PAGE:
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Updated: November 28, 2022 Outside the Box

Our silence is deafening

A picture of Bonnie J. Walker Image | Courtesy of Bonnie J. Walker Bonnie J. Walker
To read Bonnie J. Walker's other Outside the Box columns, follow the links at the bottom of the article.
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I’ve written a lot about being an upstander, and I think it’s important to keep the conversation going, especially as we continue to be challenged in the social-political environments we navigate locally, nationally, and globally. How do we practice civil discourse, empathy, and stand up and stand out when it’s uncomfortable? What will it take for us to speak up for someone else, for a colleague at our workplace who we are not connected to? For a stranger? For someone we seemingly have nothing in common with?

It’s easier to stand up for people we have things in common with, for people who look like us and act like us, because we are more empathetic to our own likeness as ethnocentric beings. Will we speak up when a person is stereotyped and mistreated on the airplane because of the color of their skin? When they are spoken to and treated differently at the bank, in the supermarket, at the golf course, in a restaurant? Every adult in America has witnessed some type of bigotry, and most people of color have experienced it personally. Our silence to it is collusion; it’s deafening.

I’m a light-complexioned person of color with lots of privileges, and I have witnessed countless racism towards others. I have experienced it personally, too. Too often we downplay these things. Maybe we ask ourselves, did I hear that right? Am I overreacting? Am I the only one who saw that? No, you’re not alone, and too often the bystander effect sets in where nobody says or does anything because we all think someone else will.

One time, I was shopping in an upscale clothing store waiting to be helped, not followed, but I certainly mistreated with poor service, as I was basically ignored even while standing in line to check out. A white woman directly asked the retail representative in my presence if I had been helped, because she was acknowledged by the representative, even though I had been waiting longer and was in line in front of her.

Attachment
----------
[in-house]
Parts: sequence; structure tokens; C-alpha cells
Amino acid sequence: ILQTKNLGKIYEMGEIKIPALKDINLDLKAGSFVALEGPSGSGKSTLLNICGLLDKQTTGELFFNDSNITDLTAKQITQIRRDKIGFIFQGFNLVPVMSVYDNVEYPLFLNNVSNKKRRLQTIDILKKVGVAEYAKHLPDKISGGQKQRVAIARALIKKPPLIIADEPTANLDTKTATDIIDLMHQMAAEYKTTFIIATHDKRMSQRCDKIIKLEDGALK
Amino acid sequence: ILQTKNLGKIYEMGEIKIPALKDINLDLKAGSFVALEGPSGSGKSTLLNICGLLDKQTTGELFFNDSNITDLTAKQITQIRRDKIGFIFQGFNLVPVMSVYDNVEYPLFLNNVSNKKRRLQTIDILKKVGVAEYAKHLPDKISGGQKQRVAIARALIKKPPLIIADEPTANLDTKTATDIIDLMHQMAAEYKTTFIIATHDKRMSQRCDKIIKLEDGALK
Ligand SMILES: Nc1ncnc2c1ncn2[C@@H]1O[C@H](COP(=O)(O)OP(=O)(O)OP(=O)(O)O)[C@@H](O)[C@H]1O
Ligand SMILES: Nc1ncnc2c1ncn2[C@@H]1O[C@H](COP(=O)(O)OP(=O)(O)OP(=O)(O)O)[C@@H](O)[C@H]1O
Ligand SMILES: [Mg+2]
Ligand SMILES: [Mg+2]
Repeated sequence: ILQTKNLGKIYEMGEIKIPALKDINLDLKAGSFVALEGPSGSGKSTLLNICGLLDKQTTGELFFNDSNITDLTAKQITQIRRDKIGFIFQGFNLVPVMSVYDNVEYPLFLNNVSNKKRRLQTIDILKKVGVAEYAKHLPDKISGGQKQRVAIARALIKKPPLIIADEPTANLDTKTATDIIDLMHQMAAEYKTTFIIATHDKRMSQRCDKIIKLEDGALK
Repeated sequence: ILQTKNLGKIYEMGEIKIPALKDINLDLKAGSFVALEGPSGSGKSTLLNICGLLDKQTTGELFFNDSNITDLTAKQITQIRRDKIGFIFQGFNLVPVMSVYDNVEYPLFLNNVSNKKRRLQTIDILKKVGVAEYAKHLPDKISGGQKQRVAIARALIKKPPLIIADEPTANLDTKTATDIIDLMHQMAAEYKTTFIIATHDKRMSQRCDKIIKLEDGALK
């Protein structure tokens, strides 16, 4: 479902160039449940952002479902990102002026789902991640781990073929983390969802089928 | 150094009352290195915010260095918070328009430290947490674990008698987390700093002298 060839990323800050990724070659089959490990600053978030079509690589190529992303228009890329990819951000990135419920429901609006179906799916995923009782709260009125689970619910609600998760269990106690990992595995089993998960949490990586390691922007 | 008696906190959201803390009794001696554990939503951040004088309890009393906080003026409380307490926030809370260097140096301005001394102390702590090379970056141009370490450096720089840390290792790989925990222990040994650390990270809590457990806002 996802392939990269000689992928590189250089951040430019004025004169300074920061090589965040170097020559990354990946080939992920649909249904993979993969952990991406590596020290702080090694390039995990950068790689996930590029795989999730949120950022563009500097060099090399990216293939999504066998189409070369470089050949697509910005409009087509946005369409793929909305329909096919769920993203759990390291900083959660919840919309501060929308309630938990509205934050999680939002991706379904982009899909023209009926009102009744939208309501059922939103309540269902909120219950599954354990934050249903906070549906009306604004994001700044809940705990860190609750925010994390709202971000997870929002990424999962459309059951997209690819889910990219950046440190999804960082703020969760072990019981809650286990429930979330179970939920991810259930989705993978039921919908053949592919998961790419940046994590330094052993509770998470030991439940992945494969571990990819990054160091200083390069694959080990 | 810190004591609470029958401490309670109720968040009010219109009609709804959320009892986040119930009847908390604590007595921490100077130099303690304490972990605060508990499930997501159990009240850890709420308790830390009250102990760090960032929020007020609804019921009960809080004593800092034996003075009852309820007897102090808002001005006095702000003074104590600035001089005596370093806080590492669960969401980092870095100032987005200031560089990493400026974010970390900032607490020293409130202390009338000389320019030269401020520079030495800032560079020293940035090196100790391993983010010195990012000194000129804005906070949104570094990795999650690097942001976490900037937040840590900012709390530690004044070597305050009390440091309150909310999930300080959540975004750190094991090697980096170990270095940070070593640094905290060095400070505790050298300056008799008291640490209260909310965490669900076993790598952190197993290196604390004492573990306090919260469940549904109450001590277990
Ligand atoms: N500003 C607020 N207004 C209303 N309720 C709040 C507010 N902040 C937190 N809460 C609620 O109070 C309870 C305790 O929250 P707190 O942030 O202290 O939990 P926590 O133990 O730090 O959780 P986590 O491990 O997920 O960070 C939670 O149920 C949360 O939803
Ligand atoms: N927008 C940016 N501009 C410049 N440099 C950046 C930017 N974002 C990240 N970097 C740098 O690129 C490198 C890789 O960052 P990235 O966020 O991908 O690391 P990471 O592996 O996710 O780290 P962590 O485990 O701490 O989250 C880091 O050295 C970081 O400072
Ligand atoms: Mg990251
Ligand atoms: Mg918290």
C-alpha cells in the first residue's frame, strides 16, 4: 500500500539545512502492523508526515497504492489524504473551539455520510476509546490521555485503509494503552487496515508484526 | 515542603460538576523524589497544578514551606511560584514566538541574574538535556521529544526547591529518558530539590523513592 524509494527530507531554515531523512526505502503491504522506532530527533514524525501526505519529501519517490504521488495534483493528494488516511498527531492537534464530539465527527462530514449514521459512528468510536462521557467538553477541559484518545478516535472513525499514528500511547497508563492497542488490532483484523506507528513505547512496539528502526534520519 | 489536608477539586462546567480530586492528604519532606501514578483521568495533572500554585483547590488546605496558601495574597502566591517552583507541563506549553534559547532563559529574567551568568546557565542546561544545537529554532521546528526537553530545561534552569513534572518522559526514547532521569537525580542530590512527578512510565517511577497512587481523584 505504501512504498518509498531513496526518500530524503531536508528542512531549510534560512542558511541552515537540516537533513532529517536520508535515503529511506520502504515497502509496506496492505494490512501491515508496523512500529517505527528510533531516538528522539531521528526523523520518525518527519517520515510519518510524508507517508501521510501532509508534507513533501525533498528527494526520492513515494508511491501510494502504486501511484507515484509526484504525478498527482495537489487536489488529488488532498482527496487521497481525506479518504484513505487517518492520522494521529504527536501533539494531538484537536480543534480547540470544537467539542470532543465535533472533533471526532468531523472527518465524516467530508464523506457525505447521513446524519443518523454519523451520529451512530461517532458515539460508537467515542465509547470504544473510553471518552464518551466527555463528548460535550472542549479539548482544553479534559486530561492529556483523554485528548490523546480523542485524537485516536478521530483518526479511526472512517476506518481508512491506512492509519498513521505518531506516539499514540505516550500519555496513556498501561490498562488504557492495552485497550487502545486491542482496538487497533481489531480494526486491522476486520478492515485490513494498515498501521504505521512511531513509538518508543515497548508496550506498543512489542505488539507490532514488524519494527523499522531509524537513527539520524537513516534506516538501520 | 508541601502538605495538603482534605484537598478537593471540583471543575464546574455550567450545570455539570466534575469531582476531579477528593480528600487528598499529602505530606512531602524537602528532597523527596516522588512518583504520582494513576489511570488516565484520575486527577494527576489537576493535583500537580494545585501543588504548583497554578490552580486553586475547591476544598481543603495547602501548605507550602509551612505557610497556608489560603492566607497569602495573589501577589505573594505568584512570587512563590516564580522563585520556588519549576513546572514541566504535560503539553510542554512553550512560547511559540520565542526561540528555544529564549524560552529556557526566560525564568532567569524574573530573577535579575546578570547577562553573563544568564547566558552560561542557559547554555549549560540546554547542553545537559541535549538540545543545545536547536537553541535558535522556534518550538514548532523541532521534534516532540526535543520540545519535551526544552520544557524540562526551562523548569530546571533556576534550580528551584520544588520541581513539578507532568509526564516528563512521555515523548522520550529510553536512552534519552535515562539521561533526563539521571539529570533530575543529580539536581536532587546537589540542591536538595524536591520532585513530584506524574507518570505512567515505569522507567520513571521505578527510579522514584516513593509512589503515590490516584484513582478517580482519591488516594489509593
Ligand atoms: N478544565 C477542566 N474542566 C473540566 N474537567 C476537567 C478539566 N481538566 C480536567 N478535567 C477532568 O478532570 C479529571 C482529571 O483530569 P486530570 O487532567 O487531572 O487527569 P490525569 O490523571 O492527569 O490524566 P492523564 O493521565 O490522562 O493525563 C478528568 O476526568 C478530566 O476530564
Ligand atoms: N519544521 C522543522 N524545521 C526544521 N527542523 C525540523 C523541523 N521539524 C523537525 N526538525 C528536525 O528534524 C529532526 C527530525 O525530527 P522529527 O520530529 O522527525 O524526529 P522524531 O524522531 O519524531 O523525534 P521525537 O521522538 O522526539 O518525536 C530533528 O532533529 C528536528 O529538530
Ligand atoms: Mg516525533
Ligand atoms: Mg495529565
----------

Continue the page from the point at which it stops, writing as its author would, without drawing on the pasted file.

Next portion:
This is a small gesture, but nonetheless one of an upstander. Often, the experiences of people of color are downplayed, and we are gaslighted pertaining to our accusations regarding racism and our personal experiences with it. Too many people have said to me things like, “Maybe you are being too sensitive,” or “Maybe they didn’t mean it like that,” or “Maybe they thought something else.” I’ve often tried to fill in that gap, answering what else might have been meant or thought.

In the minds of many who do not experience it day to day, racism consists of egregious acts of violence or abuse. But that is only part of what many people of color experience day to day. It’s draining, even demoralizing. In the words of Black geoscientist Martha Gilmore, it is a “persistent current in everyday interactions” – of belittlement, of denial of opportunity, of feeling that you do not belong. These are persistent themes for people of color in life, including at work. 

I’ve written about my own voice, which I regret was shallow or silent too often as a young person, especially when it came to standing up for myself. Too many times I heard a racist comment or microaggression, and I didn’t know how to react, so I just kind of froze and went inside myself and toiled with it in silence. Over time, these transgressions began to eat me up; they made me sad and angry and anxious about what I might hear next.

There is so much advice I would give to people about managing these scenarios, but the greatest advice I will give is to those who support and manage others at work, and especially to those who manage, support and/or are role models to kids (this covers a lot of us); when you hear or see something racist or bigoted, stand up against it, say something.

Kids want to feel safe, and they are looking to us to uphold their safe spaces, as the adults, the ones with power. When we, parents, and uncles and aunties, and neighbors and bosses and teachers and CEOs, and high-profile entertainers, etc., do not set that upstander precedent, our kids suffer. They are looking to us to keep them safe and protect humanity in themselves. No child is born a racist or a bigot. It is learned.

Bonnie J. Walker, a Worcester resident, is principal diversity & inclusion officer at MIT’s Lincoln Laboratory in Lexington.

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